or paris or korea, and you start pointing out that no, we're not as good, it will create a sense of maybe shaking the complacency, which i think is the first step. there is a complacency here that people -- opinion leaders and people that have more disproportionate influence, don't view their own kids' plight as bad at all. and we need to create some awareness, i think, as john said, through information that this is a serious challenge for our country and it's, you sadly it's changing who we are as a nation and we're losing our competitive edge because of it as well. >> and this project under way, a really good one, and then also the common assessment to bring it right down to the kid level, how your child is doing in relation to these rigorous and we hope world class standards, will certainly give people information. at the same time, however, if you've got a smug suburban constituency and the teachers in those schools are also grumping that the politicians and the policymakers are making their life harder, threatening their jobs, giving them too much to do, narrowing the curriculum. >>
as well as in washington and paris that algeria could be used to play a constructive role in this anticipated military intervention should it materialize. however, officials and observers within the region are -- [inaudible] and perhaps we can touch on some of this in the q&a. thank you. [applause] >> thank you very much. thank you very much, alexis, you helped us understand, perhaps, the dog that didn't bark and perhaps gave us a framework for understanding whether that'll be true in the future, and you laid out really an uncertain path ahead and helped illuminate the inner relationship between domestic politics and regional security concern. we'll wrap our panel here with two overviews, um, the first provided by dr. paul sullivan who also joined us for the last panel. dr. sullivan is going to give us an economic sort of toward the horizon of the region and help us understand some of the sparks that help drive change and may yet derail it. dr. sullivan? >> well, i'm not sure i would agree that that dog may not bark sometime in the future. algeria had its problems in the e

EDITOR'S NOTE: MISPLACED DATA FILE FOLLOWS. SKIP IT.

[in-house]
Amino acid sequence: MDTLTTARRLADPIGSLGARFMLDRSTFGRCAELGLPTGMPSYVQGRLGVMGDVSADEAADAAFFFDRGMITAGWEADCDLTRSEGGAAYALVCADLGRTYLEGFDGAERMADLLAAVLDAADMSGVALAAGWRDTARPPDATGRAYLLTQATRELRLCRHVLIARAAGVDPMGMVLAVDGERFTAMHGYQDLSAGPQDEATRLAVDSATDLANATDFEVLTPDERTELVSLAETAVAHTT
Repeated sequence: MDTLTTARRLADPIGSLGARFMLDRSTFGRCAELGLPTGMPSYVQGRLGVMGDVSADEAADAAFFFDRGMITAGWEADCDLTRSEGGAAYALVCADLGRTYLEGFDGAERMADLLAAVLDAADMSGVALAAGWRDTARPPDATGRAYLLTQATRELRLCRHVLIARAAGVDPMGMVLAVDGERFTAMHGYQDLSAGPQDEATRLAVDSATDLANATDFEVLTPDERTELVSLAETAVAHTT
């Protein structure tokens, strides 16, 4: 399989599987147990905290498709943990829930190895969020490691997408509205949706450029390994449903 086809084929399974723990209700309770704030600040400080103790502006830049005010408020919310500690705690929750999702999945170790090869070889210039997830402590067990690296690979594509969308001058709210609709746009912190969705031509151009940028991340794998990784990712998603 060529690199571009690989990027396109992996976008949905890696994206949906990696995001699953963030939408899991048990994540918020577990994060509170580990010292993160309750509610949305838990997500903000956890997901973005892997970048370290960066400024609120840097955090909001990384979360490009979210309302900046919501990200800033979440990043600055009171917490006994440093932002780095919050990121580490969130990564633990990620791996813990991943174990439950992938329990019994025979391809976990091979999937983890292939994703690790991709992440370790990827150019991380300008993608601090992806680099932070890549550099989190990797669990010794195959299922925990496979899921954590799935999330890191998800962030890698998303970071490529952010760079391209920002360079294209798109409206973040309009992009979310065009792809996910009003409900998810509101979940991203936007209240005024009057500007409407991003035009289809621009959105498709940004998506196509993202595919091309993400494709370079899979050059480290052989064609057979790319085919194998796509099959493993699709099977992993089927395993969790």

had been there for and what she had nurtured us for. >> narrator: the mission in paris was leaderless. someone needed to turn it around, pull it all together. mitt took over. >> he immediately starts kind of establishing himself as a leader within the church because there's a vacuum. >> narrator: those closest to him say the experience had changed him. >> he made a commitment to himself to work as hard. and i think part of that comes from that experience of going overseas and seeing other people, and having life-threatening experiences and deciding that you're going to-what you're going to make out of your life. and he decided he wanted to make the most he could out of his life, and worked as hard as he possibly could to do that. >> narrator: by the early 1980s, barry obama had left hawaii and his grandparents behind. now he was on the mainland, in los angeles, at occidental college. they called it oxy. >> he was the most casual, unpretentious, nicest guy. i mean, my indelible image of him was always in a hawaiian shirt, and some op shorts and flip-flops. i don't know that he had a lo